Want to start your own series like Ryan? Here are his tips:

  • Learn to count to 10. “All of my shots are taken with a 10-second timer. This guarantees countless takes and embarrassing poses to sift through to get to the final gem where I actually hit the timer right on.”
  • Know your sunlight. “Trying to find the position and pose that perfectly blocks the sun from the camera and have it still look good is a fun task every morning. It’s either a perfectly silhouetted shot, or a lens flare explosion of nothing. I’m looking forward to the later sunrises where I can start playing without the sun in the direct field of view, my eyes will also thank me.”
  • Find a safe and stable place for your device. “My street goes from being divided by a double yellow to a huge median filled with trees. Thus I use the curb of the median every day to set my camera on and take the shot. It’s kind of how I get away with doing what I do, the traffic splits around me every day, and I just sit in a little pocket and goof off every morning.”

Photoset

User Feature, stop motion, tips,

Rachel Ryle (@rachelryle) and the Art of Stop Motion

Since the launch of video on Instagram, illustrator and animator Rachel Ryle (@rachelryle) has transformed her feed into a gallery of stop-motion animation. “I’ve always been intrigued by the art of stop motion,” Rachel says. “As soon as Instagram released the video feature I started experimenting. It wasn’t long before I posted my first animation and I haven’t stopped since.”

Rachel credits the Instagram community as her inspiration to keep creating. “I was instantly overwhelmed by the support and attention my animations received, which made me excited to keep creating more. Everyday I’m looking around for inspiration and I find myself waking up eager to start the next project.”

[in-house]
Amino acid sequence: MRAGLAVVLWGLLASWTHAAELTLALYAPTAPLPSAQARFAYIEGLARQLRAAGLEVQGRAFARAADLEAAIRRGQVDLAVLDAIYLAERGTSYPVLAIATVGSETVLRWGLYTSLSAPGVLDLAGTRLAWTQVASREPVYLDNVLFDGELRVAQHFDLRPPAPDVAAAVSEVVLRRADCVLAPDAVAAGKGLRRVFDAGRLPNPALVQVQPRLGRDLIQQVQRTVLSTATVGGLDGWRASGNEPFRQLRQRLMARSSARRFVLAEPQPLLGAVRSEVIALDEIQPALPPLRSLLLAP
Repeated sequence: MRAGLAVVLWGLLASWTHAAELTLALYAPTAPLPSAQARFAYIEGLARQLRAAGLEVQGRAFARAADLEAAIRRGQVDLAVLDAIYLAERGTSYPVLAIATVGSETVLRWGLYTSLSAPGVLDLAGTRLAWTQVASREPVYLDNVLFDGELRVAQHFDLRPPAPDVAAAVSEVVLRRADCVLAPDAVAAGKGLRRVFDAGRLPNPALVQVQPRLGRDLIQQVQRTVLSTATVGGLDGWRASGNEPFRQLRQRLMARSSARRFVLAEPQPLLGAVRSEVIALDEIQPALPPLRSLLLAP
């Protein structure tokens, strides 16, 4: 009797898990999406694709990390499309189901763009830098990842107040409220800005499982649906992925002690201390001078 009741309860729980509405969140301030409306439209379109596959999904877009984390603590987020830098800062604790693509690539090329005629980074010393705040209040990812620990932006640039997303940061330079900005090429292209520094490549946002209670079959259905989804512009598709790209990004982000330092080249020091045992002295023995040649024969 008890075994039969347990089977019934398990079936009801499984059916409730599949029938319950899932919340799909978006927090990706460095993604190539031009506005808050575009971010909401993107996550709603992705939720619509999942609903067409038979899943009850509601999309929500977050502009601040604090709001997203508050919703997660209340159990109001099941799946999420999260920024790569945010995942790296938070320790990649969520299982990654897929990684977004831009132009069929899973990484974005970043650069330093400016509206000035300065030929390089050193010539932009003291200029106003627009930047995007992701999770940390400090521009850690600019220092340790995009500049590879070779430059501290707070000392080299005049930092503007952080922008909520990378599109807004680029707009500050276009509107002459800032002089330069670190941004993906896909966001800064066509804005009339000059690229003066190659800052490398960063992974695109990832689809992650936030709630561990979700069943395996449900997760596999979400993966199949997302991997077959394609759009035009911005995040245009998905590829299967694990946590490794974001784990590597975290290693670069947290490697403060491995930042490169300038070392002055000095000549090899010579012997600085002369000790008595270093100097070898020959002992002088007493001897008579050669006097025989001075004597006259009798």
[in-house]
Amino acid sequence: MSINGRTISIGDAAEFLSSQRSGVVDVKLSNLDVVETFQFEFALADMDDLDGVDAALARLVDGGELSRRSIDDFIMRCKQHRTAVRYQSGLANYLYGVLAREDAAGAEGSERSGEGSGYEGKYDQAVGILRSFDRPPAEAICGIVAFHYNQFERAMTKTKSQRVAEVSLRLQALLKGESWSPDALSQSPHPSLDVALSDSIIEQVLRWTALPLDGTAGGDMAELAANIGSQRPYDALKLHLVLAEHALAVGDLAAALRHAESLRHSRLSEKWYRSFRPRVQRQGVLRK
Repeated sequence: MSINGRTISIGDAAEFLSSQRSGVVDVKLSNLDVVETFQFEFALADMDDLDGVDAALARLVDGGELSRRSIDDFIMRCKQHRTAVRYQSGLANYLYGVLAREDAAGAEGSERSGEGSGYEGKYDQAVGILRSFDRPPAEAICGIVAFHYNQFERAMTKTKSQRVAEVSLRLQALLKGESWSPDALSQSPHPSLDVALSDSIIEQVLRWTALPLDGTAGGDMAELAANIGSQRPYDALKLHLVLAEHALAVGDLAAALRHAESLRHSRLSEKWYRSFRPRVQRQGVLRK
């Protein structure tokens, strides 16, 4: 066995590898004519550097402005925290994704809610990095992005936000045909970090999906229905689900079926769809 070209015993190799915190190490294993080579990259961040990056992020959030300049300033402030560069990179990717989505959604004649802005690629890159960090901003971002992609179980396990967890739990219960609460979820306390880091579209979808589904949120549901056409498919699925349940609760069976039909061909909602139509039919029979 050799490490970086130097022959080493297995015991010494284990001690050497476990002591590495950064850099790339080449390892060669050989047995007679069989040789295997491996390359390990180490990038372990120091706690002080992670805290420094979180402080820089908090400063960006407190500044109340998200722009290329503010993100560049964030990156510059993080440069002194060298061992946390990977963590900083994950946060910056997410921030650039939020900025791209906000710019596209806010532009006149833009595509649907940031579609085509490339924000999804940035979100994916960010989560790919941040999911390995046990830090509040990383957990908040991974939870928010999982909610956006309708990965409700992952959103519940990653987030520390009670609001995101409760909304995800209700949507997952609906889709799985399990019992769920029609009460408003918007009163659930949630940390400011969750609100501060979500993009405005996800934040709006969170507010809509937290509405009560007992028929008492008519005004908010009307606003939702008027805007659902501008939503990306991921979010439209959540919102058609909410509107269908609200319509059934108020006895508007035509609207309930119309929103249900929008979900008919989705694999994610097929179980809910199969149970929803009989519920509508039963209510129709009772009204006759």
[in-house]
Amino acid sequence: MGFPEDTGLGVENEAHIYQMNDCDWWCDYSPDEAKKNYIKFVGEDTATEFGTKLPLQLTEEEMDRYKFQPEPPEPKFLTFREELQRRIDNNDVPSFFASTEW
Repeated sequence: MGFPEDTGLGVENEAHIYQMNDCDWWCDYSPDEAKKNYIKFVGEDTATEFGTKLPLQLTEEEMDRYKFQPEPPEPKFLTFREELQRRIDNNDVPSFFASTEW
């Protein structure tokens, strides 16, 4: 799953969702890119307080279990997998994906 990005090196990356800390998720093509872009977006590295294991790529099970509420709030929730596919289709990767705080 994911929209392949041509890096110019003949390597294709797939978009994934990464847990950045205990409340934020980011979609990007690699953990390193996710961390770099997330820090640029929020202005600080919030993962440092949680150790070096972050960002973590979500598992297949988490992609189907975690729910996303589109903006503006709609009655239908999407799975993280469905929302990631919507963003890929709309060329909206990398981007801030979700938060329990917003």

Interested in trying your hand at your own stop-motion videos? Here are a couple tips from Rachel:

  • Film with a tripod or by placing your phone on a glass table and drawing underneath. “You’ll notice with my first animations I was holding my phone while recording and it looks like the Blair Witch Project.”
  • Don’t hold back — get out there and create. “Instagram has always been a place for beautiful and artistic photographs, so let’s make videos with the same intent.”

See more of Rachel’s work on her website, dontstopmotion.com, and follow her @rachelryle.

Photoset

User Feature, macro photography, insects, tips,

Bugging Out with @teresa_franco

San Diego, California Instagrammer Teresa Franco (@teresa_franco) isn’t afraid to get up close and personal with insects to fuel her love of macro photography.

Her interest in insects comes from her love of science fiction: “Everything about them, their appearance, behaviors—everything is just so alien.” Her passion has led her to learn a great deal not only about macro photography, but also her subjects as well. “I’ve learned so much about their behaviors and personalities that I can almost predict their next move,” she says.